Verein zur Erhaltung der östlichen Altstadt St. Jürgen / St. Johannis e.V.

Verein zur Erhaltung der östlichen Altstadt St. Jürgen / St. Johannis e.V.

- Historic townhouses at St.-Jürgen-Strasse 107 to 115 -

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Flensburg is growing ...

Flensburg was also a growing city at the end of the 19th century. When the three residential buildings at St.-Jürgen-Straße 107, 111 and 115 were built in 1890, they still belonged to the independent rural community of Jürgensgaard. Since the Prussian era, more and more villas and apartment buildings have been built here alongside the farmsteads. In 1900, Jürgensgaard was incorporated into Flensburg, like St. Jürgen before it.

- Purchase contract from 1890 -

The new buildings with their two- and three-room apartments shaped the image of the upper St.-Jürgen-Strasse at the time. The St.-Jürgen-Kirche, which dominates the village today, was built later between 1903 and 1907. House No. 107 is known to have been built by the bricklayer Julius Jensen, and No. 115 by the building contractor Staats und Jensen. At that time, the builders created buildings with a uniform architectural language that can still be read today. The plastered buildings with pitched roofs and late classicist facades emphasized horizontally by cornices have evenly rowed windows with simple entablature on the upper floors.

- City view from 1950 -

The photo shows a section of the city model and illustrates the urban development situation around the houses around 1950. The model can be seen in the civic hall of the town hall. The subsequent densification with apartment buildings has not yet started. Particularly striking is the stretch of Flensburg district railway north of the three houses. In the post-war period, the focus was increasingly on cars and the expansion of the road network. On March 31, 1953, the railway line was closed. A concrete road was built there, which was proudly celebrated as a technical achievement. On March 26, 1954, the white ribbon was cut and the line opened. But there were also critical voices: "Now he's gone, he misses him, the narrow-gauge railway," said a sign in "Petuh" that locals used to express their regret at the end of the railway connection.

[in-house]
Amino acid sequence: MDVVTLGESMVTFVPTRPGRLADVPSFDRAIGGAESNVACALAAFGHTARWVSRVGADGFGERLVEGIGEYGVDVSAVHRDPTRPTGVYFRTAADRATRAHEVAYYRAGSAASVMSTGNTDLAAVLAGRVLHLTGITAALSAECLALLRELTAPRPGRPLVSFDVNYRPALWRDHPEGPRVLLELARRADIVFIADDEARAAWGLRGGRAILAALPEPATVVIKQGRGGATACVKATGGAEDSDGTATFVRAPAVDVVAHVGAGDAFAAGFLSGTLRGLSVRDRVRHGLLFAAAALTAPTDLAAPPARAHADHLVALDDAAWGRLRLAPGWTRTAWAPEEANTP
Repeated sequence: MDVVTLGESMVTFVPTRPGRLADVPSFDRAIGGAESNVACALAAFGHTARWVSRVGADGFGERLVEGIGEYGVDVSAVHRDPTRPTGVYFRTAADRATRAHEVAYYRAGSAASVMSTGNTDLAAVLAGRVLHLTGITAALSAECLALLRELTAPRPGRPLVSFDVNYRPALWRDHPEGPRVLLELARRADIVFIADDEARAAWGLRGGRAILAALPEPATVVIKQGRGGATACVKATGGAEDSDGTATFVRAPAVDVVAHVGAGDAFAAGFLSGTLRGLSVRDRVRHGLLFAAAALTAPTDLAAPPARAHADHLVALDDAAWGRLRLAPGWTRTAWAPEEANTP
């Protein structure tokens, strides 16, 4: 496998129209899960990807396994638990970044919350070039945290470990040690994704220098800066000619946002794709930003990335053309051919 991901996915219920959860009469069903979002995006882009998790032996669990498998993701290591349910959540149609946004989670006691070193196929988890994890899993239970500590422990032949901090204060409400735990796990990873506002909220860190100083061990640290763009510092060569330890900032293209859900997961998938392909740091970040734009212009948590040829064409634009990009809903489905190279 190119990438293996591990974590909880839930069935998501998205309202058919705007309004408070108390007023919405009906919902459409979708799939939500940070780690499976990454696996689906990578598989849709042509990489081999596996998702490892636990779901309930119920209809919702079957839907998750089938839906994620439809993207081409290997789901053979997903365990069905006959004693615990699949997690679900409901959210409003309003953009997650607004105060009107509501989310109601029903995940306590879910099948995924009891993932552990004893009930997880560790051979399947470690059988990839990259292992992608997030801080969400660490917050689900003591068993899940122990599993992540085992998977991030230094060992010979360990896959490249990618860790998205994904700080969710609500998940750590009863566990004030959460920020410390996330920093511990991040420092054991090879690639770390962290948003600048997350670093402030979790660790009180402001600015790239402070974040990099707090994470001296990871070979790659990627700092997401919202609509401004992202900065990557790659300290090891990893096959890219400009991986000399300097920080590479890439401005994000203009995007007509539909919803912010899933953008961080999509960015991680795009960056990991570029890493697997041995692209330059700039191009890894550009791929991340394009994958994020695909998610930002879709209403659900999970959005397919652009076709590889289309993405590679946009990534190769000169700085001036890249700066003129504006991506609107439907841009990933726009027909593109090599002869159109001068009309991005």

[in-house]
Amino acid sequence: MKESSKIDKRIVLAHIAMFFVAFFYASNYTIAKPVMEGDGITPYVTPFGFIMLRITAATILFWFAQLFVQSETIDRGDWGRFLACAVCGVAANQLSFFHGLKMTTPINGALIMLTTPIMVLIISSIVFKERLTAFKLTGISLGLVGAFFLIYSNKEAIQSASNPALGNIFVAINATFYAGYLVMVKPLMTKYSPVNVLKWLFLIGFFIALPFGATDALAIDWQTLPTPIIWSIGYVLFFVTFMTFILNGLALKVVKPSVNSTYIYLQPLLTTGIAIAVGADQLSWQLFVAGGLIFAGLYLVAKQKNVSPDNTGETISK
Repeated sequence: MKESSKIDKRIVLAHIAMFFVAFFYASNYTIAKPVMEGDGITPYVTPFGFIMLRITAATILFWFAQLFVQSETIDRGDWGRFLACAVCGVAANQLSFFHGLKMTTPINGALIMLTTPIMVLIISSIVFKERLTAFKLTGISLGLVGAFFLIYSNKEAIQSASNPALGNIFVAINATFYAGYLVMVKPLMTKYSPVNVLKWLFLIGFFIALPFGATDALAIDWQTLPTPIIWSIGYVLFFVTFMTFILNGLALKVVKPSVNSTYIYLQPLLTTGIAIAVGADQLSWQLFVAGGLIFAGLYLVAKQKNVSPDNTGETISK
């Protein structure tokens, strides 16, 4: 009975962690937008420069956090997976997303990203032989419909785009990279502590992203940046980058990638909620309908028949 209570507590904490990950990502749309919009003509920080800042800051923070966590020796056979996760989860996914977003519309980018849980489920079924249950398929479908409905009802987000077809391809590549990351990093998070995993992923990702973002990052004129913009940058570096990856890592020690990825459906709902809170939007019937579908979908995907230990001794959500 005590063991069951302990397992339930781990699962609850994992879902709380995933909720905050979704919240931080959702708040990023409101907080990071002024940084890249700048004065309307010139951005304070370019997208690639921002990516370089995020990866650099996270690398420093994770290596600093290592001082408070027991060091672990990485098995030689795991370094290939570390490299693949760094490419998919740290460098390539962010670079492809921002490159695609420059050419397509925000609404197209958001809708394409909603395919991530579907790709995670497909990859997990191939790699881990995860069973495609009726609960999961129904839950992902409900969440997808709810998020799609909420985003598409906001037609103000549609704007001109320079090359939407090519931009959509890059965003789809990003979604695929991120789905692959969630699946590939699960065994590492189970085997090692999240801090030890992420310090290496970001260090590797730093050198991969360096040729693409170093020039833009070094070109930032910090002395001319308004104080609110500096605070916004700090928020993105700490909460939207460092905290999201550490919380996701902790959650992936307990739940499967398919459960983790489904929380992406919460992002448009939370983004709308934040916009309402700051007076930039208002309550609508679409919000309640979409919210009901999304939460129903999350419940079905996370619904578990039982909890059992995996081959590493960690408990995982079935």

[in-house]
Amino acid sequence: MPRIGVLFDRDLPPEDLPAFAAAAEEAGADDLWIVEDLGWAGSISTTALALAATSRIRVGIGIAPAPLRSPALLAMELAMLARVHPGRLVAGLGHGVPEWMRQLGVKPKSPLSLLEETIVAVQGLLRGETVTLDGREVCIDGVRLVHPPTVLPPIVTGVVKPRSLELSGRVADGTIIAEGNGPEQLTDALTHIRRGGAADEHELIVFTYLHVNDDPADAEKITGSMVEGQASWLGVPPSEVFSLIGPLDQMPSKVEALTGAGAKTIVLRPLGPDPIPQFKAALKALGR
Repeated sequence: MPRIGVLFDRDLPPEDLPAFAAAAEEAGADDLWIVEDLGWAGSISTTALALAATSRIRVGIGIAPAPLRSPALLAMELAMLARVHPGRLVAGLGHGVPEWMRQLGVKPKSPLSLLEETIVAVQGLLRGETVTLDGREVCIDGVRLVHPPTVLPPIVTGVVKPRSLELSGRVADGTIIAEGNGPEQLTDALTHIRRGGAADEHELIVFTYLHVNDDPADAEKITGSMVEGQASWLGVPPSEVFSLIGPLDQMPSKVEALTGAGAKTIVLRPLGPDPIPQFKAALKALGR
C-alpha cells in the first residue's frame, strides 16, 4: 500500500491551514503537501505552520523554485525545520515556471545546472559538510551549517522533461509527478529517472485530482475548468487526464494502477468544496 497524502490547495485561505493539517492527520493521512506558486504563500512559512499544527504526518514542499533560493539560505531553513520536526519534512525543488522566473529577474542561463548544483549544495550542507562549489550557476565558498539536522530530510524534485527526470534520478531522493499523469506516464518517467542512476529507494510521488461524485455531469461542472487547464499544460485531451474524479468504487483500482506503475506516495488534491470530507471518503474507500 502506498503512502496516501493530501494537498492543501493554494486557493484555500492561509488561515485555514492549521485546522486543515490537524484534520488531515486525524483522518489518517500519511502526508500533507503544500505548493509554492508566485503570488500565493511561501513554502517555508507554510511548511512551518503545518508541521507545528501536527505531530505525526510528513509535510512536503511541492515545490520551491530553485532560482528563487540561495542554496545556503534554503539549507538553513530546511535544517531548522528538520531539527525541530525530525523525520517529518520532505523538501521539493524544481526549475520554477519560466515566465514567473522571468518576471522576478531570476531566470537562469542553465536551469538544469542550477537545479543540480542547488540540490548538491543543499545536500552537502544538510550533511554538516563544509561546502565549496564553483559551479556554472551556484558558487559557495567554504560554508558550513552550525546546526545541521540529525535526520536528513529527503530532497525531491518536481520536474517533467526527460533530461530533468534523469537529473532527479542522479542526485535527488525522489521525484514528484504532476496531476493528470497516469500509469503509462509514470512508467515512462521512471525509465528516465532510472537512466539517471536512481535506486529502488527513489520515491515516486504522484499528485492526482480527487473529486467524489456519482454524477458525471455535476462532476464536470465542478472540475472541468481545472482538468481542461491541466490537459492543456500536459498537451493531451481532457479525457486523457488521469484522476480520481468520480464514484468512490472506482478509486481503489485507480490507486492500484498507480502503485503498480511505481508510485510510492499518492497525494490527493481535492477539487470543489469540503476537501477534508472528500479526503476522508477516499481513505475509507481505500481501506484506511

The Flensburg Beautification Association awarded house no. 115 the award “Thanks to the citizens – beautiful house 1975” as part of a competition. The tile attached to the facade still commemorates this honor today. While many houses lost their historic windows in the 1970s, No. 115 retained them. In recent years, houses no. 107 and 111 have also regained their original window design, so that the ensemble is once again showing its full beauty. Until the year 2000, the back area of house 115 housed the workshop of a painting company. Like the other buildings, it is now used exclusively for residential purposes.

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